February 02, 2005
Prof. Ward Churchill--Academic Freedom at Colorado
I hope the blogosphere and organizations such as the NAS and AAUP pick up on the case of Professor Ward Churchill of the University of Colorado quickly. There are serious calls for firing him from his tenured position there because of his political views as he expresses them outside of his teaching and administrative duties. He is anti-American and blames America and the victims for 9-11. Instapundit has a post on how kooky he is, as does Professor Bainbridge. Prominent people are calling for his firing because of this, saying that he has a right to freedom of speech, but not to employment by the state government. I've heard this on TV from conservatives, and I haven't heard opposition from liberals....
Churchill does, of course, have a clear right not to be fired for his political views. It's part of the normal contract of a tenured professor, and I'm sure any court will back him on that. And that is a good thing. We want professors to be able to vigorously voice unpopular views. If they bring such views into the classroom when they are irrelevant to the course, or punish students for disagreeing, or make political views important to administrative decisions such as whether to tenure a colleague, then a professor should be punished, but I have not seen anybody claim that here.
Professor Churchill has been chairman of the ethnic studies department, and I wouldn't object to relieving him of that position. Being chairman is as often a burden as a privilege, anyway, so this is not really a punishment, just a re-allocation. And, indeed, he has resigned on his own, the proper thing to do, as the Rocky Mountain News of February 1 tells us:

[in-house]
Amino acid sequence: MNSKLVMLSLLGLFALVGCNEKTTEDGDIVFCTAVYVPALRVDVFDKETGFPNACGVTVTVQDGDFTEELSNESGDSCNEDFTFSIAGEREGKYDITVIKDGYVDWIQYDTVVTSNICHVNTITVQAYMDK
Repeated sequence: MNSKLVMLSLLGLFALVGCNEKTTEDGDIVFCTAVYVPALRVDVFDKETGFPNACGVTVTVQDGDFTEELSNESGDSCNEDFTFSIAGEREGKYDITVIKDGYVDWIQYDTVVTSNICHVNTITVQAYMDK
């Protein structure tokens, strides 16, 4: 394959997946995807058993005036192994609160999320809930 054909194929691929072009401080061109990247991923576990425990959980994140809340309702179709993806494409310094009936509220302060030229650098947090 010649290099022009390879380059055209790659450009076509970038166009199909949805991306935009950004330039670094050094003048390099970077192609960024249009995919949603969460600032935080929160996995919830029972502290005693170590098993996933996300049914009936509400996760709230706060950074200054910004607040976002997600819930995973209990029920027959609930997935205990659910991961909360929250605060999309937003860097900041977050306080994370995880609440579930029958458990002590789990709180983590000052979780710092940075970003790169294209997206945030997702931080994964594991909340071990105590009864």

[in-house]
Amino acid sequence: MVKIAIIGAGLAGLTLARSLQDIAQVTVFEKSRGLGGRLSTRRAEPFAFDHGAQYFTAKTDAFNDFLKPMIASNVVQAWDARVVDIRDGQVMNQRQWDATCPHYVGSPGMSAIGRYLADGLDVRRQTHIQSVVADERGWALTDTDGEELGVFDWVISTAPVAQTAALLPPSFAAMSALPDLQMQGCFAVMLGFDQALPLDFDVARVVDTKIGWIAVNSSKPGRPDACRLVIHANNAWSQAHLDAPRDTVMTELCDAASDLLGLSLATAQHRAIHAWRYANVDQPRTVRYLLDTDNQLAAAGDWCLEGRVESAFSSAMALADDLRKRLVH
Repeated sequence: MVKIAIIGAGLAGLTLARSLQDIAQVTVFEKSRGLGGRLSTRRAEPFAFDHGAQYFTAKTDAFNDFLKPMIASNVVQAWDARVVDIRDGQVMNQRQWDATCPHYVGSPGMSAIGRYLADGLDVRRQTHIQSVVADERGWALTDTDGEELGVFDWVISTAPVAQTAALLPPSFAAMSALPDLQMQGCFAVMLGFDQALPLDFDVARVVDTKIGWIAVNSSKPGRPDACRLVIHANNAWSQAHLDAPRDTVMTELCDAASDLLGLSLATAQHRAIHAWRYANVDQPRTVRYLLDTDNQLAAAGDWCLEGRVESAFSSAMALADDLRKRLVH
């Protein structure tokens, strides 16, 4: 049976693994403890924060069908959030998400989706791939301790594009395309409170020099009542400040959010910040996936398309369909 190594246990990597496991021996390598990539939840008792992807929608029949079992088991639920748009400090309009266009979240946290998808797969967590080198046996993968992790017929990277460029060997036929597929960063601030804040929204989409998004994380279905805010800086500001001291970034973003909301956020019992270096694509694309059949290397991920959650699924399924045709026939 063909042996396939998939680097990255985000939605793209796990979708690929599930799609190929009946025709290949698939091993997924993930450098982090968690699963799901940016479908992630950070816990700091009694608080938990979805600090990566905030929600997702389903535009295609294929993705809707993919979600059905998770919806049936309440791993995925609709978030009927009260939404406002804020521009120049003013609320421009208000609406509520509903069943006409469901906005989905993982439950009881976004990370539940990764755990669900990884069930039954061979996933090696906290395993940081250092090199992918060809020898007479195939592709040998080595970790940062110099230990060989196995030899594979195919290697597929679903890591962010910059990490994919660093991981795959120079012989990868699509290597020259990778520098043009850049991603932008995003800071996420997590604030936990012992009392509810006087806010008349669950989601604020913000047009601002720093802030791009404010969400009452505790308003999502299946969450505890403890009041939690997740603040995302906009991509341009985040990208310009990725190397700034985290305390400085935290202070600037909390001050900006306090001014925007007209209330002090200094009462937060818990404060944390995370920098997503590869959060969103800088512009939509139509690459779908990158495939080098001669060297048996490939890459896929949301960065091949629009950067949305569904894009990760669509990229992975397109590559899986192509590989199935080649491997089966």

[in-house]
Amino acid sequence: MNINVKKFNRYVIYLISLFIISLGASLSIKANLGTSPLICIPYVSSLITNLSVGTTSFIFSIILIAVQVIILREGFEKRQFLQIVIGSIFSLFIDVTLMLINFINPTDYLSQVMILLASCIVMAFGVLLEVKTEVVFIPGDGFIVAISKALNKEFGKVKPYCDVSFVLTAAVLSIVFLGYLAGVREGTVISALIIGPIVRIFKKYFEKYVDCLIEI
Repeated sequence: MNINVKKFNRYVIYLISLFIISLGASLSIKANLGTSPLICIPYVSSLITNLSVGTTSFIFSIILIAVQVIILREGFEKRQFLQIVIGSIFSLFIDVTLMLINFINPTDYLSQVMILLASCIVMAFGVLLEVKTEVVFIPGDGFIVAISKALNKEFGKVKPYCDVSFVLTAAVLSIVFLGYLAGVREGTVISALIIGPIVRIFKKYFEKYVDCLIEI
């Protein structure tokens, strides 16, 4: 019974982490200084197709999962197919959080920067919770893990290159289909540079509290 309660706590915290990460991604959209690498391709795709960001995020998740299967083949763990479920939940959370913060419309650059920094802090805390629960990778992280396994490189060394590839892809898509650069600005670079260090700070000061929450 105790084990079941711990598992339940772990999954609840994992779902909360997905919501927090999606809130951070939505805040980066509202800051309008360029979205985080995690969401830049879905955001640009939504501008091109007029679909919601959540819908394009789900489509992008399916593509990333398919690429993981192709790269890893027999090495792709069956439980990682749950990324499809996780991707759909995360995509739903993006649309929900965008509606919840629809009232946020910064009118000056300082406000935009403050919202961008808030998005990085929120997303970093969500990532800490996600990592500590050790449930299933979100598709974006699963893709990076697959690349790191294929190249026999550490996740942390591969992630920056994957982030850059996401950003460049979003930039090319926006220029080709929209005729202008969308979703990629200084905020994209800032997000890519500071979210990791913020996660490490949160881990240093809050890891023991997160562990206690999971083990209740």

"While Professor Churchill has the constitutional right to express his political
views, his essay on 9/11 has outraged and appalled us and the general public,"
The CU Board of Regents has called a special meeting to discuss Churchill on
"If they're meeting to talk about what to do in terms of institutional damage
control, and to define the institution's position on this, then I have no
objection," Churchill said. "They're doing their job."
CU officials late Monday acknowledged Churchill's resignation as department
chairman. Interim Chancellor Phil DiStefano issued a statement endorsing
Churchill's decision to step down.
Chancellor DeStefano should not criticize a member of his faculty for
taking an unpopular political stance, however. That, indeed, is the kind of
abuse I was talking about earlier.
"While Professor Churchill has the constitutional right to express his political views, his essay on 9/11 has outraged and appalled us and the general public," DiStefano said.
The CU Board of Regents has called a special meeting to discuss Churchill on Thursday.
"If they're meeting to talk about what to do in terms of institutional damage control, and to define the institution's position on this, then I have no objection," Churchill said. "They're doing their job."
I've thought about this subject, as those readers who remember my weblog controversy know (I said that homosexuals should not be hired as schoolteachers, and got criticized by my chancellor and editorialized against by the local newspaper) . I was never in serious danger of punishment. My pay raise last year was about 1%, by far the smallest in my dozen years here, but I never investigated it, and that might well be unrelated. But it was curious how although I was overwhelmed by supportive and critical emails from townspeople, students, and low-level university staff (sorry: I didn't answer most before I lost most of them in a computer glitch), there was very little public comment by the faculty, either in support or against me. My sense was that everybody wanted to keep their heads down on a controversial issue, especially since it was all talk rather than official action.
Although the Churchill case seems to be straightforward as a matter of the
question of the University of Colorado punishing him for his views, it does have
lots of interesting angles.
(1) I looked for supportive statements. The Boulder Faculty Assembly has a moderate but correct statement.
Today, the University of Colorado has been challenged again to defend the
principles of academic freedom to a public that may not appreciate fully the
essential requirements and benefits of debate and differing views in an
institution of higher education. Professor Ward Churchill’s writings contravene
accepted thinking and community sentiment. Reasonable people may consider them